by John Harris
In the movie Shooter, Mark Wahlberg, who is playing a retired sniper, refers to Tennessee as the “patron state of shootin’ stuff.” Some Tennesseans smiled and said, “Yep”! Our volunteer spirit, patriotism, sacrifices in war, and culture of owning and enjoying firearms is a generational right – particularly when it involves constitutionally protected rights.
Apparently, many in our Legislature and our Governor have a differing view.
The Republican-controlled supermajority, especially Leadership, and a Republican Governor refuse to act like constitutionally principled leaders on 2nd Amendment issues. Their procedural dirty tricks and shenanigans do not just pertain to firearms issues. Consider the stunts being used to pass a massive gas tax increase, their successful effort to take away our right to vote for judges, increasing the state’s budget by approximately $7 billion in just a few years while claiming that they “reduced taxes”, their support of Common Core, Medicaid expansion, and the creation of ObamaCare exchanges.
How has this happened?
From its procedural toolbox, Legislative leadership has allowed “ghost voting” and secret “pre-meetings” and abused the committee system with pre-ordained members and choreographed committee productions.
But perhaps their most effective tool is their use of the Fiscal Review Committee and their “Fake Fiscal Notes”. These “fiscal” determinations are used to sidetrack policies by claiming they are just too expensive for the state to include in the budget even if the budget impact is a reduction in taxes or fees on the citizens.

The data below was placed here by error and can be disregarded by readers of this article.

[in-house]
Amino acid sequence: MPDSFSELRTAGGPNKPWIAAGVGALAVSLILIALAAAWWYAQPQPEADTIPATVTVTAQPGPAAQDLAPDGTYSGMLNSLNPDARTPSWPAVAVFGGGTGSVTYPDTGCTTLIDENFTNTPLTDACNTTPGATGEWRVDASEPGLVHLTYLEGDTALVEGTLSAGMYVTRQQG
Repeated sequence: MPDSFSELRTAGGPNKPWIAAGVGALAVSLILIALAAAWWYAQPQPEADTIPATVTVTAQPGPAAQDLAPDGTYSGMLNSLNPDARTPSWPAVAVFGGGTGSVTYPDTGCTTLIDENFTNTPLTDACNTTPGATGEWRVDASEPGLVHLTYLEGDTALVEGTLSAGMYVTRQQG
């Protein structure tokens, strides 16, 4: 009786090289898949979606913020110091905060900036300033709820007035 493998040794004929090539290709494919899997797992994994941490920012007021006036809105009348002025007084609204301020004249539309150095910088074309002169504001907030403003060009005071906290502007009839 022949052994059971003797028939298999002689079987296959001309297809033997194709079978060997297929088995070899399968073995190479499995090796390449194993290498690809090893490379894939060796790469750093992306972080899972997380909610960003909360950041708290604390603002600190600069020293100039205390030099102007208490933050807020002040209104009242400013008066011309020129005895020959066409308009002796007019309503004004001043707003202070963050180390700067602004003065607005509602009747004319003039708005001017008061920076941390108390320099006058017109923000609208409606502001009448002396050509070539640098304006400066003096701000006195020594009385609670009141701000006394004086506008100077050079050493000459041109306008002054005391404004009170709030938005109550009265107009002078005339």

So what is a fiscal note?
Simply, it should be a fair and balanced estimate of the budget impact of a particular piece of legislation. It should calculate, based on reasonable, fact-based assumptions, any changes in revenue and/or expenses produced by such legislation.
That is what it should be.
For example, the Haslam gas tax increase is projected to raise taxes on fuel by as much as $500 million a year with combined state and local increases. That is a “positive” fiscal note because it increases the state’s revenue. “Negative” fiscal notes decrease state revenue.
So what is a “Fake Fiscal Note”? Well, it is one that has unreasonable or even false data or which is based on unreasonable assumptions. It can be used to sidetrack or demolish certain legislation, particularly if its demise is predetermined by Leadership or desired by the administration.
So how has this dirty trick been used against 2nd Amendment legislation? Consider the bills that have been offered the last 4 years on either Permit-less Open Carry or full Constitutional Carry.
One of the main falsehoods directed against these policies has been a recurring “estimate” of enormous, unacceptable budget impacts on the entire state if these bills became law. They assert that tens of thousands of people would no longer apply for or renew handgun carry permits.
What were the “facts” that led the Fiscal Review Committee to issue “Fake Fiscal Notes” against such policies? Follow this thread of legislation and the bipolar responses to the Fiscal Note determinations year to year and it will become clear.
In 2014, Rep. Micah Van Huss filed HB2409, allowing individuals who could lawfully possess a handgun to carry it openly without paying the state a fee, taking a training class or undergoing more background checks. The 2014 fiscal review process included a statement by the Tennessee Department of Safety in an email from Lisa Knight to her supervisors that the Department had “no reliable way to determine the true Fiscal Impact of this proposed legislation so we will have to say that the Department does not anticipate a significant negative impact.” However, the Fiscal Review Committee staff estimated a 20% reduction in the number of permits. The bill was voted down in the House Finance Committee.
Department of Safety = no significant negative impact.